A lot of that might not be obvious from “Disco.” As young, voracious listeners and growing musicians, Geese’s focus has already shifted a couple times over. In recent years, they’ve become more infatuated with a new generation of guitar bands in the post-punk or art-rock vein, name-checking the likes of Black Midi and Squid. “It was mostly hearing those bands and how based within their instruments they were, how many new sounds they could eke out from that,” Bassin explains. “It was an inspiration.”

“At its best it’s music you really feel, but there’s also all this guitar stuff your mind could chew on,” Winter adds.

Along the way, Geese have already released some music. There was an album in 2017, and an EP in 2019, all of which have been scrubbed from the internet to make way for the “official” era of Geese. One could imagine the growing pains and explorations that would’ve been evident there as the band’s tastes changed, but by the time they got to recording their proper debut all these disparate interests were cohering.

That album, Projector, is due out later this year. It’s a wiry, mesmerizing thing. Geese’s songs are packed with hooks both vocal and instrumental, but at the same time the songs will rise and fall and combust, sputtering into dead ends or bursting into unexpected colors. The immaculately constructed “Disco” — a wildly ambitious lead single with various passages carefully arranged for a handful of cathartic payoffs — sits at the core of the album literally and spiritually. It captures the breadth of what Projector digs into, but also represents a sort of synthesis from which the other songs shoot off.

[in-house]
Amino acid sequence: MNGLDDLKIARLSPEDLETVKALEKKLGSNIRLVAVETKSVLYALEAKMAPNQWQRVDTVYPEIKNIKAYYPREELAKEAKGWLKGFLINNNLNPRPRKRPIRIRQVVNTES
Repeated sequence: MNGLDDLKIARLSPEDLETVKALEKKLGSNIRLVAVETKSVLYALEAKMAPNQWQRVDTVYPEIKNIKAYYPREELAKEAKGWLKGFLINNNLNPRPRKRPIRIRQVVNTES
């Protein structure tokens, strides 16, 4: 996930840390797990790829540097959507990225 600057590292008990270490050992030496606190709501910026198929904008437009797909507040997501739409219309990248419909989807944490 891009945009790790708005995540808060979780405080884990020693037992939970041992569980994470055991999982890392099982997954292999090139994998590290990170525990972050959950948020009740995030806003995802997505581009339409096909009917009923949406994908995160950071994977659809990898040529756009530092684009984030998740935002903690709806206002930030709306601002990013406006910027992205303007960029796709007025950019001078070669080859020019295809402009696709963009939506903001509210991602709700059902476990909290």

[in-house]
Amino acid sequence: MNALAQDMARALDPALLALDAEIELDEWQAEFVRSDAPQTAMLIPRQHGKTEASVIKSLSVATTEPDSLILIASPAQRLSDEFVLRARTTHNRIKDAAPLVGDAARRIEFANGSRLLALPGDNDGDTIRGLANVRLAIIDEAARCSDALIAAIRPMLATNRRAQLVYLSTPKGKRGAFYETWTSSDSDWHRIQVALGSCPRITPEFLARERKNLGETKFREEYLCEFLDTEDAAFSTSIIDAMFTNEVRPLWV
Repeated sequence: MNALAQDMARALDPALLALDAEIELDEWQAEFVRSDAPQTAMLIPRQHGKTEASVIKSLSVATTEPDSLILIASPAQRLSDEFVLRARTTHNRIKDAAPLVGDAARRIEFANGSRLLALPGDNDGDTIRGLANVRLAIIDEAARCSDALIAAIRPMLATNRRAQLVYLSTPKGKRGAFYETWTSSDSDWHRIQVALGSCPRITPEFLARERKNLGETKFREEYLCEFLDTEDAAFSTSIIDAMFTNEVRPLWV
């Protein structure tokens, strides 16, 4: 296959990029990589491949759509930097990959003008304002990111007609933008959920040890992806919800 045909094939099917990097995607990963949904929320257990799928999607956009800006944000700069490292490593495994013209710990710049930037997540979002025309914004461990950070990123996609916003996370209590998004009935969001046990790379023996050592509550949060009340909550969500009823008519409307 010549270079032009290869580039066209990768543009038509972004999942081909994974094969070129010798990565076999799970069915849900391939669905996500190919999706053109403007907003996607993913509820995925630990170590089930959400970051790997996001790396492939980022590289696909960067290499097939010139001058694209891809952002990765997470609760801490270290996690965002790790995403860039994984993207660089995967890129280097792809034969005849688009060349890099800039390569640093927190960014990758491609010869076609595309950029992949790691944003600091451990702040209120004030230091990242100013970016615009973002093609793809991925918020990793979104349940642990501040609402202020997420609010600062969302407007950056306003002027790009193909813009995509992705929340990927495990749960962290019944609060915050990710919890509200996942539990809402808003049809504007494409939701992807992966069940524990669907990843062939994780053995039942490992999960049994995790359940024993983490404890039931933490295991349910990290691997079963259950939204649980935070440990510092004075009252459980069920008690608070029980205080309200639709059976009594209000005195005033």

Maybe some New York comparisons are inevitable: There’s a song called “Fantasies / Survival” that recalls the Strokes before unspooling into a spastic guitar outro, and the interweaving guitars echo Television throughout Projector. But at the same time Geese leaned into angularity and percussive melodies, they didn’t lose the psychedelia that first inspired them. Across the album there are frayed but also cascading, shimmering guitars, like Geese looked to recent guitar bands and old post-punk but filtered it through Radiohead. In Rainbows is collectively cited as a massive influence on the band, though Green remarks they were thinking about the string arrangements more than the guitars. In Rainbows came out when the members of Geese were like, five years old — for them, it’s almost indistinguishable from the other classic rock touchstones they draw upon.